Nowadays, eco-municipalities can be found in many parts of the world. Often, people do not know that these eco-municipalities and eco-villages have adopted the principles of The Natural Step for the participatory dialogues and actions within their cities and towns.
On top of the various developments and networks of eco-municipalities described here, The Natural Step also helped various national and local governments and communities with their strategic sustainability plans.
History OF ECO-MUNICIPALITIES
The eco-municipality concept was first introduced in 1980 by the Finnish local authority, Suomussalmi. Torbjörn Lahti who just started a job as project leader for the “Municipalities and the Future” project in Övertorneå, Sweden, was inspired by the Finish city and introduced it to the Övertorneå local council. They decided to adopt the concept as the first eco-municipality, or eco-village. More on the history can be found on Sustainable Sweden Association website (in English).
As the eco-municipality model spread to various cities and towns throughout Sweden, a network was created as a way of providing support and assistance to cities and towns undertaking ecological community planning. The organisation was formalised in 1995 and took on the name “Sveriges Ekokommuner” (Sekom), in English “The National Association of Swedish Eco-municipalities”.
Currently, the association has 107 members, which means that more than one third of the municipalities in Sweden are Eco-municipalities! The Sekom head office can be found in Karlskrona, a city in the South-East of Sweden.
The guiding principle of Sekom is to encourage development towards a more sustainable society, where we have a sound environment while at the same time, people have a high quality of life.
Sekom has set criteria to become an eco-municipality and join the network. The municipal council or the executive committee must pass a resolution to apply for membership. The local authority must also adopt a strategic plan and program for achieving local sustainability that is in line with the four sustainability principles developed by the Natural Step Framework. Sekom has updated the Eco-municipalities in line with the latest developments:
In a sustainable society, nature is not subject to systematically increasing …
1 … concentrations of substances from the Earth’s crust;
2 … concentrations of substances produced by society;
3 … degradation by physical means;
4. and in that society, there are no structural obstacles to peoples health, influence, competence, impartiality and meaning-making.
Finally, the political resolution to apply for Sekom membership must be submitted to the organisation’s head office along with the adopted plan for addressing environmental and sustainability issues.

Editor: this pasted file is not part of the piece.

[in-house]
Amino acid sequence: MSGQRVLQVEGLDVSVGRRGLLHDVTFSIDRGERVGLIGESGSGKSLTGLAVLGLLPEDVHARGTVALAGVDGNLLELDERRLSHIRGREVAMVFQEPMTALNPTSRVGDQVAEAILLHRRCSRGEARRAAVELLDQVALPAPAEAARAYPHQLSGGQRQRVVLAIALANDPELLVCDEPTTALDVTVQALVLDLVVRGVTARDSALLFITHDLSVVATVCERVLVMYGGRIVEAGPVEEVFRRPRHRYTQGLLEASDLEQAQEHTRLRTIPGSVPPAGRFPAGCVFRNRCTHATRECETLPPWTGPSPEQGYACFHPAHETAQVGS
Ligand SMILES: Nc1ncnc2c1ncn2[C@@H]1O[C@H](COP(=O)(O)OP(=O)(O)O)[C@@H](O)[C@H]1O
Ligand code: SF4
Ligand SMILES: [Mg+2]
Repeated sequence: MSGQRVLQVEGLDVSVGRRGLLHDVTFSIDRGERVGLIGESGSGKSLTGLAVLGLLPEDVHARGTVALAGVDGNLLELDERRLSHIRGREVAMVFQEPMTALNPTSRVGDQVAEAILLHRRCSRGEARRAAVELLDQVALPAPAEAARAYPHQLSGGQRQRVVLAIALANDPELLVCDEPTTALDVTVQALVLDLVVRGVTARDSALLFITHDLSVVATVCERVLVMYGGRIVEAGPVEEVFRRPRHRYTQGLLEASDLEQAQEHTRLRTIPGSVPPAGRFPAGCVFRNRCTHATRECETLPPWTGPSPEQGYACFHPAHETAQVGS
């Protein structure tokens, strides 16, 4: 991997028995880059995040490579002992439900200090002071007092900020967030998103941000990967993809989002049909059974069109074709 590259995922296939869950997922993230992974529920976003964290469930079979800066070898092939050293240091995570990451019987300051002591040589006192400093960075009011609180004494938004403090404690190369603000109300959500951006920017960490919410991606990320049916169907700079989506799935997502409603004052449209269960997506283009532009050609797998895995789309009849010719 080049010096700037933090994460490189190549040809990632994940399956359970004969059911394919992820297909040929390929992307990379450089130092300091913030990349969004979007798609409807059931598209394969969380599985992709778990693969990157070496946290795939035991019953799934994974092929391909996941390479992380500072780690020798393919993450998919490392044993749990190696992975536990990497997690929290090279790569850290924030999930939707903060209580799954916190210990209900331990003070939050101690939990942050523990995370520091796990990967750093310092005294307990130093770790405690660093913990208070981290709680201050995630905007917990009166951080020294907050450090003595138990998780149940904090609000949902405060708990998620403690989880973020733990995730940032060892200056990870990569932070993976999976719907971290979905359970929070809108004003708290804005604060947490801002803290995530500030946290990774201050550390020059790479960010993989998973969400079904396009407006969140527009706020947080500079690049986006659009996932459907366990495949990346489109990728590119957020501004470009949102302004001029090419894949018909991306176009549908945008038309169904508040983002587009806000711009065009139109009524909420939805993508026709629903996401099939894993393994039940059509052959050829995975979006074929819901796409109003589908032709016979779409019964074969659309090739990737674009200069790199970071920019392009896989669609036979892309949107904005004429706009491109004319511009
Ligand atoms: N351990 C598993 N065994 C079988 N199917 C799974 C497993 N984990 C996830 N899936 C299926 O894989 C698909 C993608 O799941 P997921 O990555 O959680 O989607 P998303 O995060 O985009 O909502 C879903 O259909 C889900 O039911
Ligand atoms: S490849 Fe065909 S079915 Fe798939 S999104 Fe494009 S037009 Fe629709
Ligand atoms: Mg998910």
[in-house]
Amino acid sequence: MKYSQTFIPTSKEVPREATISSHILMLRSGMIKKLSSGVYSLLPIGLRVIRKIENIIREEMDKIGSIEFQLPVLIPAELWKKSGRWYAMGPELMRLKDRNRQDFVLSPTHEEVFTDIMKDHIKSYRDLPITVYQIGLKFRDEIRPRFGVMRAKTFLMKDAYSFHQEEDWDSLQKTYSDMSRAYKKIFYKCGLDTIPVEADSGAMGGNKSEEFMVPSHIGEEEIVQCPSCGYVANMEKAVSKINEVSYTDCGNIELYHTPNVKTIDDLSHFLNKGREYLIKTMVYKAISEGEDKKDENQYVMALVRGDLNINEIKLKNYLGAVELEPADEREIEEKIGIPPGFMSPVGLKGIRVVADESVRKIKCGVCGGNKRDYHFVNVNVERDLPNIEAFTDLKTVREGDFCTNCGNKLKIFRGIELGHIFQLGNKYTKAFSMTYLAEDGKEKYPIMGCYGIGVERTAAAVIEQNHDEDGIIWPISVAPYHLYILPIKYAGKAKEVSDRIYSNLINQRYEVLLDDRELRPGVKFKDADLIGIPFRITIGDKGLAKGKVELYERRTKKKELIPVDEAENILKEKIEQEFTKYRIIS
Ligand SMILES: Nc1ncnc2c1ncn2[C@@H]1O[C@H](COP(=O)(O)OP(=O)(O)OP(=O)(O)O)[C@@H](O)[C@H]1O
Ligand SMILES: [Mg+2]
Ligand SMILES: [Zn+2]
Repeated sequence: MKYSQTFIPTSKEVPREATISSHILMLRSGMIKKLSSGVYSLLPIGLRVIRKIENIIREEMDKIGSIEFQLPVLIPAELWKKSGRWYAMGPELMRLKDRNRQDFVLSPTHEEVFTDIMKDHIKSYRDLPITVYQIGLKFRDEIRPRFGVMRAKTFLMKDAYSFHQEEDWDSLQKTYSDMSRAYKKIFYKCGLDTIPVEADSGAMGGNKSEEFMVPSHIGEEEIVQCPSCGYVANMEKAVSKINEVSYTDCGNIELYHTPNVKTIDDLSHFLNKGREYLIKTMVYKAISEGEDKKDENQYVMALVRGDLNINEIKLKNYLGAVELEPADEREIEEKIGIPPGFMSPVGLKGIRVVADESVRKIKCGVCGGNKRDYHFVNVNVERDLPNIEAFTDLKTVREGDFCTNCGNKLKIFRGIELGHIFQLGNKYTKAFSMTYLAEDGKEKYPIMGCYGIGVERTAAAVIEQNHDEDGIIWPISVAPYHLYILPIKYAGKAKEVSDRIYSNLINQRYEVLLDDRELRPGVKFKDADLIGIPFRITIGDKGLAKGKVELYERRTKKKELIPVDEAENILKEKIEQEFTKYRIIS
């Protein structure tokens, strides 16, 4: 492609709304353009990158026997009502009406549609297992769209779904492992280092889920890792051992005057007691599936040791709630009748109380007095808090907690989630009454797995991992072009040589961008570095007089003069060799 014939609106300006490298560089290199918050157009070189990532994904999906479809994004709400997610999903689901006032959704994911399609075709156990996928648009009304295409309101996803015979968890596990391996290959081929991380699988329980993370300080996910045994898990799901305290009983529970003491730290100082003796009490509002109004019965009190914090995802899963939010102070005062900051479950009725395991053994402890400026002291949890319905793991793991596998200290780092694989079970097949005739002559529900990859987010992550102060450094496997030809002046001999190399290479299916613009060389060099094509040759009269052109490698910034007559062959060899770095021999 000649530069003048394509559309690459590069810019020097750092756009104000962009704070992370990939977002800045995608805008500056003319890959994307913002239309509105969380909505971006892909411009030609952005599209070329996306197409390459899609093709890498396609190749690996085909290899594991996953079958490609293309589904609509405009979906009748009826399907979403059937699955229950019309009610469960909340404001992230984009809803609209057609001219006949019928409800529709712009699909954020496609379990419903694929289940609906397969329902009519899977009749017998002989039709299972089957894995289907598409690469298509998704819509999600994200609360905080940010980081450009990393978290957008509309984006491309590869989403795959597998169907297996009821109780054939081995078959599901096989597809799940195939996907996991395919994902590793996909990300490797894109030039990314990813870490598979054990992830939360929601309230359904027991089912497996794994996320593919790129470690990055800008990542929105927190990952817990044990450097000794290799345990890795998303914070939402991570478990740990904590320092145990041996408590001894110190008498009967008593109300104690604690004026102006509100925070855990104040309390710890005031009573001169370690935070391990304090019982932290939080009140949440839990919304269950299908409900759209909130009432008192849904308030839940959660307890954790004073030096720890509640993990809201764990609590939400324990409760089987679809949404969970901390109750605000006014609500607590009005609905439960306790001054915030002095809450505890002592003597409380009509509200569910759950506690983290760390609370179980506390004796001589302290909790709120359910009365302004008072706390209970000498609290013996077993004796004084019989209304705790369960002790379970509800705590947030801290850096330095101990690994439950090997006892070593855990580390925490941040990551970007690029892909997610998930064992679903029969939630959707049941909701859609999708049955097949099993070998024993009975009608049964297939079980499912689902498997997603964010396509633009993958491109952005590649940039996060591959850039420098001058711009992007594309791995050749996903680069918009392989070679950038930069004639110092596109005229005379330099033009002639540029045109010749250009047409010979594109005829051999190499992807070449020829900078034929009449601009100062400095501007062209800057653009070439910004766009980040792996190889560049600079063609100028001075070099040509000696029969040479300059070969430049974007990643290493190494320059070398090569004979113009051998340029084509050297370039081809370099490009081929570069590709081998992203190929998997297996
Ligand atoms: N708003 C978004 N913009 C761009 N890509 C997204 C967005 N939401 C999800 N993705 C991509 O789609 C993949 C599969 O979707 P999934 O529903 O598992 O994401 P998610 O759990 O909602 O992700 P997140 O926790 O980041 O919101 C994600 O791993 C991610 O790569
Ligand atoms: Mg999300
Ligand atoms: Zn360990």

Other international eco-municipalities and eco-villages may have different criteria, or procedures. Some have not yet adopted the latest version of the above social principles.
For the transition to Eco-municipality to be efficient and sustainable, all the actors of the local community must be involved. Not only it meets the above mentioned social sustainability principles, but it also ensures the vitality and efficiency and the eco-municipality process. The most successful Eco-municipality projects are the ones that have been able to involve the community (citizens most of all, but also local business, associations, schools, etc.) through participatory and democratic processes, like the Future circles in Övertorneå (study circles created in every village of the Övertorneå municipality in 1983, that soon became more action-oriented).
Currently, eco-municipalities can be found in many parts of the world. Sarah James and Torbjörn Lahti have brought the ‘eco-municipality approach’ to sustainable community planning to the United States and elsewhere. The approach, based upon the experience of several generations of Swedish eco-municipalities since the 1980s, is the subject of their book “The Natural Step for Communities: How Cities and Towns Can Change to Sustainable Practices” (New Society Publishers, 2004). More information on the US eco-municipality movement and the member cities, their history and developments and such can be found here.
Many eco-municipalities have emerged in the United States and are to this day adopting (an older version of) the eco-municipality sustainability principles. Additional eco-municipalities are active and still emerging for example in Japan and Africa.
Blue: Swedish eco-municipalities members of SEKOM.
Orange: Ethiopian eco-municipalities to become.
Yellow: Municipal resolutions adopting the eco-municipality principles
Green: Projects and local eco-municipality initiatives in the USA
Please do have a look at what has been achieved in the various municipalities across the world. Also check out our offerings and contact us for more information to get started in your village, town, city or municipality.